Aum (Sk.). The sacred syllable; the triple-lettered unit; hence the trinity in one.
Om or Aum (Sk.). A mystic syllable, the most solemn of all words in India. It is “an invocation, a benediction, an affirmation and a promise”; and it is so sacred, as to be indeed the word at low breath of occult, primitive masonry. No one must be near when the syllable is pronounced for a purpose. This word is usually placed at the beginning of sacred Scriptures, and is prefixed to prayers. It is a compound of three letters a,u,m, which, in the popular belief, are typical of the three Vedas, also of three gods—A (Agni) V (Varuna) and M (Maruts) or Fire, Water and Air. In esoteric philosophy these are the three sacred fires, or the “triple fire” in the Universe and Man, besides many other things. Occultly, this “triple fire” represents the highest Tetraktys also, as it is typified by the Agni named Abhimânin and his transformation into his three sons, Pâvana, Pavamâna and Suchi, “who drinks up water”, i.e., destroys material desires. This monosyllable is called Udgîtta, and is sacred with both Brahmins and Buddhists.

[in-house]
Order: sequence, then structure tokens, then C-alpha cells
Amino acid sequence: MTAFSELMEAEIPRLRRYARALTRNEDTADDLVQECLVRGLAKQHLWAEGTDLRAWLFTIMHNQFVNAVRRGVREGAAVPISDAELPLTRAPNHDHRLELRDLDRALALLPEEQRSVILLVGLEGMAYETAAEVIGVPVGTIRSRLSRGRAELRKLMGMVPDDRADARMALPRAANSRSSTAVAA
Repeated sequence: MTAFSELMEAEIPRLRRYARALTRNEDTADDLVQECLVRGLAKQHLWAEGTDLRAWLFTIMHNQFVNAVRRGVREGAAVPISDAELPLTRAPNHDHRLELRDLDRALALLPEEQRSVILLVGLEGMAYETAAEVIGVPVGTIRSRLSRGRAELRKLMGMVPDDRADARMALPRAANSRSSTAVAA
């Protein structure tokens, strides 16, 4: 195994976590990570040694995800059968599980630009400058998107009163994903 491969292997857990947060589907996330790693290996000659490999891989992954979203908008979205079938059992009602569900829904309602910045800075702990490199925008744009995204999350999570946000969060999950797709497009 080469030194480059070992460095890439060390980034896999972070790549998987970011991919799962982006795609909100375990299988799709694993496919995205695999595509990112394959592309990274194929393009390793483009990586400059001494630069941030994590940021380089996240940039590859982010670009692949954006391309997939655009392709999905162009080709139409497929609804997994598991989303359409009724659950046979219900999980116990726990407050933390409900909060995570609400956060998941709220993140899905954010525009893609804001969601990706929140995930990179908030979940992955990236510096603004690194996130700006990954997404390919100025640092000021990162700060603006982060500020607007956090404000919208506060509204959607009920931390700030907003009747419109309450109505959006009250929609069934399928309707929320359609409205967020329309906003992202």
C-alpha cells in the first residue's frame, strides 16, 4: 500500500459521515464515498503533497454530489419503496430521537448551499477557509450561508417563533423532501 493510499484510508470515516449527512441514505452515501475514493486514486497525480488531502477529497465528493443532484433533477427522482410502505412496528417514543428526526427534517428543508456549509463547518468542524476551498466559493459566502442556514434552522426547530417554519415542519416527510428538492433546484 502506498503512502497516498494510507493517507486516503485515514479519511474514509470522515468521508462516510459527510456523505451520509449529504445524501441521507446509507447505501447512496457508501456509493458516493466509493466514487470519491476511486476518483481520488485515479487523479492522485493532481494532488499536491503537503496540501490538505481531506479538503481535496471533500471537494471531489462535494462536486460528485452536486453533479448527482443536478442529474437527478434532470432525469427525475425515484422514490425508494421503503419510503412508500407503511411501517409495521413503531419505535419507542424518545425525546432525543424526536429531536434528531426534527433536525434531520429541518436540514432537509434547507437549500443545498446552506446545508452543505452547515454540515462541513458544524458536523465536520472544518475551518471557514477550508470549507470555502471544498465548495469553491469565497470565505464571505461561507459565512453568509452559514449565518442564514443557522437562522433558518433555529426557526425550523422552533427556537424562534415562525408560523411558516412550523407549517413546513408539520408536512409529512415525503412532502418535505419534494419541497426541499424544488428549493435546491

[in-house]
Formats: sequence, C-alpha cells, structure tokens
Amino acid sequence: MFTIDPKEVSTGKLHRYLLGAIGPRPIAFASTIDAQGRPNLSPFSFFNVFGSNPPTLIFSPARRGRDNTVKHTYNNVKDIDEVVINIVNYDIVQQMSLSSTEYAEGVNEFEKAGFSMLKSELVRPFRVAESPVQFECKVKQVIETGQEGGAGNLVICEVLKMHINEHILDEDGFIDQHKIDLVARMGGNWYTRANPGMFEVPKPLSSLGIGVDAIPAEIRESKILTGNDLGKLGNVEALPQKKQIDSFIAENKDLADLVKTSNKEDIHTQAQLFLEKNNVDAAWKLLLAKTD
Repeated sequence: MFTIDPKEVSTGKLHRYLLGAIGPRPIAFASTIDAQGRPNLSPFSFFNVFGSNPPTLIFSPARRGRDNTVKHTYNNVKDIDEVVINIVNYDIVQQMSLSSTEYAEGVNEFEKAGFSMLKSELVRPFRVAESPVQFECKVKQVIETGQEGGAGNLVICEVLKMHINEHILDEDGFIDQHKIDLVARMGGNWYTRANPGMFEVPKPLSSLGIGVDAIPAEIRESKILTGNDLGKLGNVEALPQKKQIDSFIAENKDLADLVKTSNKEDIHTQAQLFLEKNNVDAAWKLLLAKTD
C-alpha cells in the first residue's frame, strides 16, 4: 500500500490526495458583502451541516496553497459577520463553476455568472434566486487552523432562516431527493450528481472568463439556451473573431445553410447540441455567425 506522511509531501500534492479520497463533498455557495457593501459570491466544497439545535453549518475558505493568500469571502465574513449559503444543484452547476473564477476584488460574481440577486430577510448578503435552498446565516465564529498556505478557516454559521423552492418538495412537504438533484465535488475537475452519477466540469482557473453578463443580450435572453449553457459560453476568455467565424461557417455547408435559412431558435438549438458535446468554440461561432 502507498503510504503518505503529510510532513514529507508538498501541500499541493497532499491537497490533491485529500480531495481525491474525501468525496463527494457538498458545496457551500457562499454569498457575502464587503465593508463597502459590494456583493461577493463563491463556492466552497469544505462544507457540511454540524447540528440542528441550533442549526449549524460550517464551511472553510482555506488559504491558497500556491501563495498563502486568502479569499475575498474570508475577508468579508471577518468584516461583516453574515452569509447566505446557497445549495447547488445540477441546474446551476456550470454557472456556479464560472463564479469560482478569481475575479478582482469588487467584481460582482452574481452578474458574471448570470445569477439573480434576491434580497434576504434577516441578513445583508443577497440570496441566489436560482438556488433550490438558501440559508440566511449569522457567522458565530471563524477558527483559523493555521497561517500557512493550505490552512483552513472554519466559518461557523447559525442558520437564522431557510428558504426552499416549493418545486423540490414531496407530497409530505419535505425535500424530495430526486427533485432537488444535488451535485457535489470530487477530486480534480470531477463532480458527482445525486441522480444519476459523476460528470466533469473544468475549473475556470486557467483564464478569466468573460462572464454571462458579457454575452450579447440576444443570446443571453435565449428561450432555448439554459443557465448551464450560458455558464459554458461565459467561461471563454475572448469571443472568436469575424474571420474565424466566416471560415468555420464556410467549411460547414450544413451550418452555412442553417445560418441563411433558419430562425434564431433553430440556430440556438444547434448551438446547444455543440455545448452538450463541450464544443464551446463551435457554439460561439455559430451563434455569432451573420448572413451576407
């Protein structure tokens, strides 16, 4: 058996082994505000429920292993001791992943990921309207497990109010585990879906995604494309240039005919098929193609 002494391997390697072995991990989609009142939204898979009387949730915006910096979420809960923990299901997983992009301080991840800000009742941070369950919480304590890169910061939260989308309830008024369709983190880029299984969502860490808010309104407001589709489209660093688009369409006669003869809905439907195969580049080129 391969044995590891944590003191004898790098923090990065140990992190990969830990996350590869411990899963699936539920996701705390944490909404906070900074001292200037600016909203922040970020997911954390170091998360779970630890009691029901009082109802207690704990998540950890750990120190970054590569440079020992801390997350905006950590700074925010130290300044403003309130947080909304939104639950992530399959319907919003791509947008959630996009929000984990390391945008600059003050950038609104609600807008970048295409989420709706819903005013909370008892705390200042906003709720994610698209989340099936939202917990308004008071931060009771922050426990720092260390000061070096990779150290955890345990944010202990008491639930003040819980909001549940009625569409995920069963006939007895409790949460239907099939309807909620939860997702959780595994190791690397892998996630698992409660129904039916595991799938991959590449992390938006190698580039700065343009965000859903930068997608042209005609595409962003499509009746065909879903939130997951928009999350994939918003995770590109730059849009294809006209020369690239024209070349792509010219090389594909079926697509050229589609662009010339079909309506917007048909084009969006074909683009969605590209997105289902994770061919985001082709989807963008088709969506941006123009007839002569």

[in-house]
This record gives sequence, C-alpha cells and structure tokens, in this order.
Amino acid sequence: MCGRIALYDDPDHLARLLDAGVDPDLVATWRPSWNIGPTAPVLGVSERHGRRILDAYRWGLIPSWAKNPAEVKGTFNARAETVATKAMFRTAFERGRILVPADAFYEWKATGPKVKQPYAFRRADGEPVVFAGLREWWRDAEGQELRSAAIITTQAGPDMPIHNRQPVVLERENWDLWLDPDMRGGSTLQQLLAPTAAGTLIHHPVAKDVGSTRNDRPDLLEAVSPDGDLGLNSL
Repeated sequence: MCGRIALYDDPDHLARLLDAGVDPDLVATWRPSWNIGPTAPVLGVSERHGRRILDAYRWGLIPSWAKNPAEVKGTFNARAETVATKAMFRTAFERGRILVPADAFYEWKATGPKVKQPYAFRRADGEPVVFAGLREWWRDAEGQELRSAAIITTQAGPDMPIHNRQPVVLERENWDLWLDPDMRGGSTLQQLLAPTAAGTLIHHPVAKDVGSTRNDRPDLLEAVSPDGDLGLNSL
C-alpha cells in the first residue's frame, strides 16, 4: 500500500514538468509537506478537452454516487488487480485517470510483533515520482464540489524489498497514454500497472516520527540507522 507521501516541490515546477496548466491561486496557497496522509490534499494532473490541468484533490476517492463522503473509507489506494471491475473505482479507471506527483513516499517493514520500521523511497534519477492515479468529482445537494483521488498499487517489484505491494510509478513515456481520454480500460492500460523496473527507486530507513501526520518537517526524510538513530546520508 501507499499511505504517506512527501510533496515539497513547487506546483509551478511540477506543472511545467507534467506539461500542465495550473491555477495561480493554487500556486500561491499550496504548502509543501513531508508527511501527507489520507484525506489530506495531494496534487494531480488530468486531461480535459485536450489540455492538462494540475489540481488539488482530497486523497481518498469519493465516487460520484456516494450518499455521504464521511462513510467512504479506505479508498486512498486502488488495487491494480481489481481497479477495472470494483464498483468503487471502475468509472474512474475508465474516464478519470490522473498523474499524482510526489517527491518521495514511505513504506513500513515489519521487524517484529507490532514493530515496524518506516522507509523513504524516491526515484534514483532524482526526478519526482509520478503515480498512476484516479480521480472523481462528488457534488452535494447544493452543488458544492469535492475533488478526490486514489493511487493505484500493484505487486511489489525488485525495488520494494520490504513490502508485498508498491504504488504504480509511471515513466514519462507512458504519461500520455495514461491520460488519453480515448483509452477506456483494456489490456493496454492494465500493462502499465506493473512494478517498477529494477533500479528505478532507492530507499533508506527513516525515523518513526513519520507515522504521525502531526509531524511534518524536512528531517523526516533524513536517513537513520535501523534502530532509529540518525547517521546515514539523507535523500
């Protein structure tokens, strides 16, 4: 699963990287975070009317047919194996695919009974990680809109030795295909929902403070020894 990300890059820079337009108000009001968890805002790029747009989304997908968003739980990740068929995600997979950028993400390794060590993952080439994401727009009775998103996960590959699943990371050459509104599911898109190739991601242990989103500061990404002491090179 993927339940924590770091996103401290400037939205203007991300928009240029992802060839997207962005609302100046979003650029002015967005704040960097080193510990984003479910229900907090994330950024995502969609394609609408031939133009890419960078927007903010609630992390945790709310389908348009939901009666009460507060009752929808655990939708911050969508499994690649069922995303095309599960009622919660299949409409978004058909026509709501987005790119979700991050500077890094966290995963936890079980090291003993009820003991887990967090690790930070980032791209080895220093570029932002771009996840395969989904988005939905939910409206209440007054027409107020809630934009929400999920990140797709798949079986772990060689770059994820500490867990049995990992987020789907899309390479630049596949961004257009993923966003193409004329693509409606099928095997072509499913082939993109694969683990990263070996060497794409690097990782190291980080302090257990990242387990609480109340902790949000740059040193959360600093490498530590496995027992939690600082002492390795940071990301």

—Theosophical Glossary (HPB)
OM, the name of the Deity, considered as sacred by the Brahmans and Buddhists alike. Its sounds are said by them to contain a mystery and to symbolize the universe. Its full form is Aum. The first sound, in its utterance,—a sound of a—represents Brahma, and signifies creation; its second sound—a sound of u—represents Vishnu, and signifies the preservation of the universe; the third, or “stoppage”—the sound of m—represents Siva, and signifies destruction. Its occult significance is very great. Its substitute word is Pranava.—Working Glossary (WQJ)
Aum (Encyclopedic Theosophical Glossary)
AUM!, article by William Q. Judge
Praṇava (Aum) (Theosophy Wiki)
See also: Mandukya Upanishad